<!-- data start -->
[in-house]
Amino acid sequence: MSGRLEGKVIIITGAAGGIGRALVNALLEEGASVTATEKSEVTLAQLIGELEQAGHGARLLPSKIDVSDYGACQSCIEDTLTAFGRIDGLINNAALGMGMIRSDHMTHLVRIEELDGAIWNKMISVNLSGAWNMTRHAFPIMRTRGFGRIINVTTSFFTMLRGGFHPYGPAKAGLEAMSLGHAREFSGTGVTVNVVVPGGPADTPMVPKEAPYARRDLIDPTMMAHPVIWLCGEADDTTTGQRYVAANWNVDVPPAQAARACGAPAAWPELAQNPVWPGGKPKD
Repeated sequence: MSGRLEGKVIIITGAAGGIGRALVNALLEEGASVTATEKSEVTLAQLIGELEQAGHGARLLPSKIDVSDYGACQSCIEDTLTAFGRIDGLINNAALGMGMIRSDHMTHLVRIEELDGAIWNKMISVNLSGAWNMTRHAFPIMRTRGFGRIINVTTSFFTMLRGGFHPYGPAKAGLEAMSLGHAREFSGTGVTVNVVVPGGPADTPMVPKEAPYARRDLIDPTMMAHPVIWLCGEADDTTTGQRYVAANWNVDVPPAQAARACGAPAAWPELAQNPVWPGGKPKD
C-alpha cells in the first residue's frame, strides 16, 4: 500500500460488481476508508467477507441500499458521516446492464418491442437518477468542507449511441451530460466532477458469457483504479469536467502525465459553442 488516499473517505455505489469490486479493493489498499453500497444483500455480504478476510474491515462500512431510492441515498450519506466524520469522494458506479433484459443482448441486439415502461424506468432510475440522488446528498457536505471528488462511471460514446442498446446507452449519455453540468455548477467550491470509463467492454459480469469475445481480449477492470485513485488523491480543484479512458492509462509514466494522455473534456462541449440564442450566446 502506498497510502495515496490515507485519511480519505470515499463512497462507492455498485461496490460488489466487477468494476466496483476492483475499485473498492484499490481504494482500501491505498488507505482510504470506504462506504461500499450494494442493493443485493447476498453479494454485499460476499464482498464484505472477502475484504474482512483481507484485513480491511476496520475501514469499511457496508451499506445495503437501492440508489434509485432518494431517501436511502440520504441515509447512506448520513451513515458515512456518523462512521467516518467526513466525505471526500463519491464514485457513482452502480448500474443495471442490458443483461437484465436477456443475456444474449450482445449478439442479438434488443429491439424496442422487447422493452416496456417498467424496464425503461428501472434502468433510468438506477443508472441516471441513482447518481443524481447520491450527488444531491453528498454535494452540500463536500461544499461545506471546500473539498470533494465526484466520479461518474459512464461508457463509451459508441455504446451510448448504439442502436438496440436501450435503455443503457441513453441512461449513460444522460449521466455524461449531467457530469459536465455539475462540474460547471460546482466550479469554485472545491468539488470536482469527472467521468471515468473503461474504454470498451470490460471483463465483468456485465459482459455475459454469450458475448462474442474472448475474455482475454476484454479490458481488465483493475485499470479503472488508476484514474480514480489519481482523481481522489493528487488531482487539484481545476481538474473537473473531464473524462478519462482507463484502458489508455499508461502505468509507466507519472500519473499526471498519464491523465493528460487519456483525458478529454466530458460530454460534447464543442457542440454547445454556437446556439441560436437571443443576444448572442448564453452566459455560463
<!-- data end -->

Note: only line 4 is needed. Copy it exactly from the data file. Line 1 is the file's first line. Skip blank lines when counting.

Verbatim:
C-alpha cells in the first residue's frame, strides 16, 4: 500500500460488481476508508467477507441500499458521516446492464418491442437518477468542507449511441451530460466532477458469457483504479469536467502525465459553442 488516499473517505455505489469490486479493493489498499453500497444483500455480504478476510474491515462500512431510492441515498450519506466524520469522494458506479433484459443482448441486439415502461424506468432510475440522488446528498457536505471528488462511471460514446442498446446507452449519455453540468455548477467550491470509463467492454459480469469475445481480449477492470485513485488523491480543484479512458492509462509514466494522455473534456462541449440564442450566446 502506498497510502495515496490515507485519511480519505470515499463512497462507492455498485461496490460488489466487477468494476466496483476492483475499485473498492484499490481504494482500501491505498488507505482510504470506504462506504461500499450494494442493493443485493447476498453479494454485499460476499464482498464484505472477502475484504474482512483481507484485513480491511476496520475501514469499511457496508451499506445495503437501492440508489434509485432518494431517501436511502440520504441515509447512506448520513451513515458515512456518523462512521467516518467526513466525505471526500463519491464514485457513482452502480448500474443495471442490458443483461437484465436477456443475456444474449450482445449478439442479438434488443429491439424496442422487447422493452416496456417498467424496464425503461428501472434502468433510468438506477443508472441516471441513482447518481443524481447520491450527488444531491453528498454535494452540500463536500461544499461545506471546500473539498470533494465526484466520479461518474459512464461508457463509451459508441455504446451510448448504439442502436438496440436501450435503455443503457441513453441512461449513460444522460449521466455524461449531467457530469459536465455539475462540474460547471460546482466550479469554485472545491468539488470536482469527472467521468471515468473503461474504454470498451470490460471483463465483468456485465459482459455475459454469450458475448462474442474472448475474455482475454476484454479490458481488465483493475485499470479503472488508476484514474480514480489519481482523481481522489493528487488531482487539484481545476481538474473537473473531464473524462478519462482507463484502458489508455499508461502505468509507466507519472500519473499526471498519464491523465493528460487519456483525458478529454466530458460530454460534447464543442457542440454547445454556437446556439441560436437571443443576444448572442448564453452566459455560463